Romaine lettuce to blame for E. coli outbreak in 11 states

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The federal Centers for Disease Control & Prevention says that an additional 35 cases, including 22 hospitalizations, in 11 states have been identified. Although none of the confirmed E. coli cases have yet been linked to Fresh Foods, the company is concerned that its romaine supplier may have been involved in the outbreak.

According to the United States Department of Agriculture, in 2012 California farmers contributed the following amounts of leafy green product to the US supply including 77% of romaine lettuce, 71% of iceberg lettuce and 66% of spinach.

"Consumer Reports is making this recommendation given the potentially fatal consequences of E. coli, the fact that there are still several unknowns about this outbreak, and that no type of romaine has been ruled definitively safe by government officials", Consumer Reports Director of Food Safety Research and Testing James E. Rogers, Ph.D., said.

Those who want to purchase romaine salad at grocery stores should first confirm that it was not grown in Yuma, Arizona, according to the CDC.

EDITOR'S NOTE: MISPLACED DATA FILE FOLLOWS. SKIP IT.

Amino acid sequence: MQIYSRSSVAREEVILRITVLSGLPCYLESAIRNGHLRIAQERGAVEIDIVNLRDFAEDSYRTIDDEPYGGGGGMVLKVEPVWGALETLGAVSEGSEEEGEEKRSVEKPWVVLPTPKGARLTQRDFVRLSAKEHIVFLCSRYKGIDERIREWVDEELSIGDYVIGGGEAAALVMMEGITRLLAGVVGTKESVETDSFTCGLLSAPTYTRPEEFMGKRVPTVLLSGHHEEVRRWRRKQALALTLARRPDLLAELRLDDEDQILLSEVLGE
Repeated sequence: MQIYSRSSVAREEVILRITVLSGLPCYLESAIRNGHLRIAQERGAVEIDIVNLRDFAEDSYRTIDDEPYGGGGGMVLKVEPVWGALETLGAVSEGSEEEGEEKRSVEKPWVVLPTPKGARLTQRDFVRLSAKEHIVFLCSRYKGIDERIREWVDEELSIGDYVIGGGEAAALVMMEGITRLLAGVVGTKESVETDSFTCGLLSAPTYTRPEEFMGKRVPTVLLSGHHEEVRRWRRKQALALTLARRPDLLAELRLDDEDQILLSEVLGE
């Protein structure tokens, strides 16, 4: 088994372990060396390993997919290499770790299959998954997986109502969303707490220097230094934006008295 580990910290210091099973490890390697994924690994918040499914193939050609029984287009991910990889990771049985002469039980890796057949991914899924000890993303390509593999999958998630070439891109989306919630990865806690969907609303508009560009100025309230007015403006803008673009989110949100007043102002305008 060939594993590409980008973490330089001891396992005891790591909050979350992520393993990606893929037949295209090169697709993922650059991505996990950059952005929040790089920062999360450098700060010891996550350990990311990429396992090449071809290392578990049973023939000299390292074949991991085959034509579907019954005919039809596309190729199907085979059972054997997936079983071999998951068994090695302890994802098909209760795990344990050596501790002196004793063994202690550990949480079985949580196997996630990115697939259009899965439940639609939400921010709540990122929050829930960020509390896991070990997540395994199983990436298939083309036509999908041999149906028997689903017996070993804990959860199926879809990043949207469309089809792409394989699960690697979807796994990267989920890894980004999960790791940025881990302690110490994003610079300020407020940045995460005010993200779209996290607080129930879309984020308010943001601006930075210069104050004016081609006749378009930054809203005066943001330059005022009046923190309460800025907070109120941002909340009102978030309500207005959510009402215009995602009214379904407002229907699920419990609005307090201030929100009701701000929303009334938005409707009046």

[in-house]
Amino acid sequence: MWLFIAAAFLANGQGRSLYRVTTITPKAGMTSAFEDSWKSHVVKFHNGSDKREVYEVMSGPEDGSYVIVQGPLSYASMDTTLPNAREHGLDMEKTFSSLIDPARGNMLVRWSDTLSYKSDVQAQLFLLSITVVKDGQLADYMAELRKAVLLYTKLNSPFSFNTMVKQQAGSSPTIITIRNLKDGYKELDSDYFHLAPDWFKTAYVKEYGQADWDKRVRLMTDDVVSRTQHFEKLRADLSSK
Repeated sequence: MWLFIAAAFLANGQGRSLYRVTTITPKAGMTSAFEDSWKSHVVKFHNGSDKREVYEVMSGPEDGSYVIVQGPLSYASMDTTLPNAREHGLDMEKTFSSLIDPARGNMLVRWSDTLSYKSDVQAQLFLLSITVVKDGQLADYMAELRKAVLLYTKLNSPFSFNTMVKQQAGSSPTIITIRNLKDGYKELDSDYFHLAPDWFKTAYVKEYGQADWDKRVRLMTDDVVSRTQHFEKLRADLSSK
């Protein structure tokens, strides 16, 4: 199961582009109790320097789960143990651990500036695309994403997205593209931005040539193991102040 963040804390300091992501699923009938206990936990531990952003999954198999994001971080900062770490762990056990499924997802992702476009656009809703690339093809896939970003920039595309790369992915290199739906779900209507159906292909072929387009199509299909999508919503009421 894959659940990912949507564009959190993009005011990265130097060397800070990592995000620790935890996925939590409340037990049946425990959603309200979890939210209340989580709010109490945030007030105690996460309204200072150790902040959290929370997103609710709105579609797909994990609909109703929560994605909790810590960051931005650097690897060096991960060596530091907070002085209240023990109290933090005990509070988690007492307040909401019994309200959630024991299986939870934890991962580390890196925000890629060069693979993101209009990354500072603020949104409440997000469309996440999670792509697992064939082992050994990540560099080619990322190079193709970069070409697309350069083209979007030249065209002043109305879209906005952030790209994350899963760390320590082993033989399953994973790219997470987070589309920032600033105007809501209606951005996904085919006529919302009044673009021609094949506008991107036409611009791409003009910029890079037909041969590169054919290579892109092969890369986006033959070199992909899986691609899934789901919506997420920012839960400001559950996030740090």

The advice is based on interviews with 28 of the ill individuals in which 93% of them reported consuming romaine lettuce within the week they began feeling sick. Illnesses started on dates ranging from March 22, 2018 to March 31, 2018.

The symptoms of Shiga toxin-producing E. coli infections vary, but usually include severe and painful stomach cramps and bloody diarrhea. About 5 to 10% of people diagnosed with this illness develop hemolytic uremic syndrome, or HUS.

The CDC reports that this investigation remains active, and that it will provide an update when it can. Most people reported eating a salad at a restaurant, and romaine lettuce was the only common ingredient identified among the salads eaten. At this time, ill people are not reporting whole heads or hearts of romaine.

The recall is in response to a CDC notice on romaine lettuce sourced by a supply partner from the Yuma, Arizona growing region.


The FDA recommends that consumers ask restaurants and other food service establishments where their romaine lettuce originated, and avoid chopped romaine lettuce that originated from Yuma, Arizona. The Daily Meal has reached out to Chipotle and Just Salad to inquire whether they will continue to use and serve romaine lettuce in their meals.

Consumers who have symptoms of STEC infection should contact their health care provider to report their symptoms and receive care.

This is a different E. coli O157:H7 HUS outbreak from the E. coli outbreak that took place from November to December 2017.


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